How to Design Multi-Connectivity Tracking Systems for Livestock Monitoring, Fleet Management, and Industry 4.0 Logistics

    By Jeff Shepard 

    Real-time asset tracking and condition monitoring are essential in agricultural operations like livestock management, cold chain warehousing for foods and pharmaceuticals, managing fleets of vehicles, and Industry 4.0 flexible production operations. It is a complex process involving multiple sensors to monitor environmental conditions. It stresses that the asset is subjected to multi-constellation global navigation satellite system (GNSS) capability including GPS, Galileo, Glonass, BeiDou, and QZSS to ensure accurate location information. Additionally, multi-connectivity solutions provide timely communication of the location and condition of the asset regardless of the surrounding environment including connectivity to the cloud to support centralized monitoring. Also, it needs to be energy efficient to minimize the need for battery power, and the system must be secure and safe from hacking.

    Designing an asset tracking and condition monitoring system is a complex multi-disciplinary activity that consumes many resources and takes significant time. In addition to the complexities associated with the hardware design, the data needs to be securely connected to the cloud and mobile devices to make the wealth of information generated available in actionable formats.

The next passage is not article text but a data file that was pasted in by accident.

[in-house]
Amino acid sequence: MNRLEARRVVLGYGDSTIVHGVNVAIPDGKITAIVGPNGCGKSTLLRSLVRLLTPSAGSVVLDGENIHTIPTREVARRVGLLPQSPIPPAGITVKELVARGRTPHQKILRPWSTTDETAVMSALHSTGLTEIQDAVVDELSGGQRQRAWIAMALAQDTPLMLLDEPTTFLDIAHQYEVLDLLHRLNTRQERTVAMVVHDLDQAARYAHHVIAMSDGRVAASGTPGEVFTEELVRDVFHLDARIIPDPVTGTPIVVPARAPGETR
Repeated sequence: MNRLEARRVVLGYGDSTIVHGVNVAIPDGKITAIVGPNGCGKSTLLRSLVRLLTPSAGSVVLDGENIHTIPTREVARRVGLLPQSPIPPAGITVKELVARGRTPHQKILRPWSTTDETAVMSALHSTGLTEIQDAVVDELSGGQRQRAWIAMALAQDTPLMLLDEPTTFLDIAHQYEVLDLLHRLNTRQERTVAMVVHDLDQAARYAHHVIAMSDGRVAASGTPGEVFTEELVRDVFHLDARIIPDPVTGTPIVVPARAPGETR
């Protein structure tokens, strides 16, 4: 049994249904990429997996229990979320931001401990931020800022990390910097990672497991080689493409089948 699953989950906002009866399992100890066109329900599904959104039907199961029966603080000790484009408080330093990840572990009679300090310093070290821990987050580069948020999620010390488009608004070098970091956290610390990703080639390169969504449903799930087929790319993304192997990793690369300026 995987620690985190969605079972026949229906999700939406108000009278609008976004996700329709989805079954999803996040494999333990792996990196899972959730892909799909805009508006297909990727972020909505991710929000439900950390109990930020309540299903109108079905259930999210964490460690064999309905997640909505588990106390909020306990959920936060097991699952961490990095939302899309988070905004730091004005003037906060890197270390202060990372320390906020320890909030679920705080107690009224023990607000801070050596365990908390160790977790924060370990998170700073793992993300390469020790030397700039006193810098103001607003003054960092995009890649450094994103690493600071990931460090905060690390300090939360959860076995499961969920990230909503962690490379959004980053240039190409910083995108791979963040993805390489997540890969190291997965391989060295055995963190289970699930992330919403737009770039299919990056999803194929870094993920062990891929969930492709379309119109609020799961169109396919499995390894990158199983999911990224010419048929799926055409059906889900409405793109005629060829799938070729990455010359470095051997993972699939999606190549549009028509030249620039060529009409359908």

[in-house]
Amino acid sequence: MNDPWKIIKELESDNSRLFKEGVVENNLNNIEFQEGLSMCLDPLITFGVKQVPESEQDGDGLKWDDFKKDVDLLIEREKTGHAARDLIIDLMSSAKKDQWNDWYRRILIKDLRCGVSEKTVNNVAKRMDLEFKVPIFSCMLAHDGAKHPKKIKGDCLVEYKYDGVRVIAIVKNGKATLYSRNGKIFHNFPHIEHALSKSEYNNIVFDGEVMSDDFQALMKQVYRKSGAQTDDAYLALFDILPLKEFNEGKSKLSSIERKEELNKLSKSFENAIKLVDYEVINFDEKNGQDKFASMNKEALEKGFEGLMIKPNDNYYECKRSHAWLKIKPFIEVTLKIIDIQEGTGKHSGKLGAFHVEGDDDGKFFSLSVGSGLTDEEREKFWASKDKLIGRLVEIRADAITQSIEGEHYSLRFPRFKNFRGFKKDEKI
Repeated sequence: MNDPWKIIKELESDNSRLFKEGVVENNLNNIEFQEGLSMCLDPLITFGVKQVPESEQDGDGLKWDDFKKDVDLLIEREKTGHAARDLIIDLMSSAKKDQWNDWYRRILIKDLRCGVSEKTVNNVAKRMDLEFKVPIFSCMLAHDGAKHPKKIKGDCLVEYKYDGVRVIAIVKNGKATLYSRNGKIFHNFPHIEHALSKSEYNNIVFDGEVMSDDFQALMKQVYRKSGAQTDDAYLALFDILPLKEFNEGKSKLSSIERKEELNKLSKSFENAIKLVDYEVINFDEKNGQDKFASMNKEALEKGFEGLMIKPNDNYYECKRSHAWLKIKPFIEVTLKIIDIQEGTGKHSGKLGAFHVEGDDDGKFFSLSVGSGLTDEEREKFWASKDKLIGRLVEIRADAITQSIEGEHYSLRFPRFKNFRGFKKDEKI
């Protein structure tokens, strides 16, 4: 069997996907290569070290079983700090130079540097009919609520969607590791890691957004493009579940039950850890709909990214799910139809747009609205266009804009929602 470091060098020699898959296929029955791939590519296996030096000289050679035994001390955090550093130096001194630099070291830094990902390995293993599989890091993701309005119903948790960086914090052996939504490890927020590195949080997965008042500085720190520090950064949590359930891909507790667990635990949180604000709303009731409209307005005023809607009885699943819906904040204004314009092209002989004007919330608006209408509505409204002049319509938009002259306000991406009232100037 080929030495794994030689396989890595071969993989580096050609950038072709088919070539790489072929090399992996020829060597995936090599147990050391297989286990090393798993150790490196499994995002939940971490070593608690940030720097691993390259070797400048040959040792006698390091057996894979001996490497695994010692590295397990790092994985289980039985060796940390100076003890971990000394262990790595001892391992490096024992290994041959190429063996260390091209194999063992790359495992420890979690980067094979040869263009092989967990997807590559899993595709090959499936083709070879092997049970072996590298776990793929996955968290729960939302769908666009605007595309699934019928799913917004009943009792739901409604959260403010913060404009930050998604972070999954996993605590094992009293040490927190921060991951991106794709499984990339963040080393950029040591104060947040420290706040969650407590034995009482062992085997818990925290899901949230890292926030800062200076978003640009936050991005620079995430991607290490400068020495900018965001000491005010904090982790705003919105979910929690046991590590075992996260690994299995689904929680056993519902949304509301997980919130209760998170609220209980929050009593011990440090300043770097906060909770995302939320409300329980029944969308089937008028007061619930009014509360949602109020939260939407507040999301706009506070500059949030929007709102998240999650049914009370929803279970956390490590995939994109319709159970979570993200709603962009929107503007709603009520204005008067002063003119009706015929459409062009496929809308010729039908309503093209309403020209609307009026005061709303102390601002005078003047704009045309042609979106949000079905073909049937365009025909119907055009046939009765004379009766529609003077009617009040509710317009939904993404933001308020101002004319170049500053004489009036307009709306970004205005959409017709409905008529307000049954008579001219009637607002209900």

Instead of starting with a blank page when designing asset tracking systems, designers can turn to development kits and reference designs that simplify prototyping, testing, and evaluating advanced asset tracking applications. This article will review the GNSS, sensors, connectivity, and other considerations when developing asset tracking and condition monitoring systems and then presents a comprehensive dev kit from STMicroelectronics that includes multiple printed circuit boards for various types of sensors, GNSS positioning, and communications capabilities. The kit also includes battery and advanced power management to maximize battery life, software, and firmware libraries, and application development tools.

    Where in the world is the asset?

    The first step in tracking assets is gathering current location information using the national marine electronics association (NMEA) data format. NMEA is the standard used by all GPS makers to ensure interoperability. The standard NMEA message format is referred to as a sentence. NMEA defines several sentences to provide various types of information, including: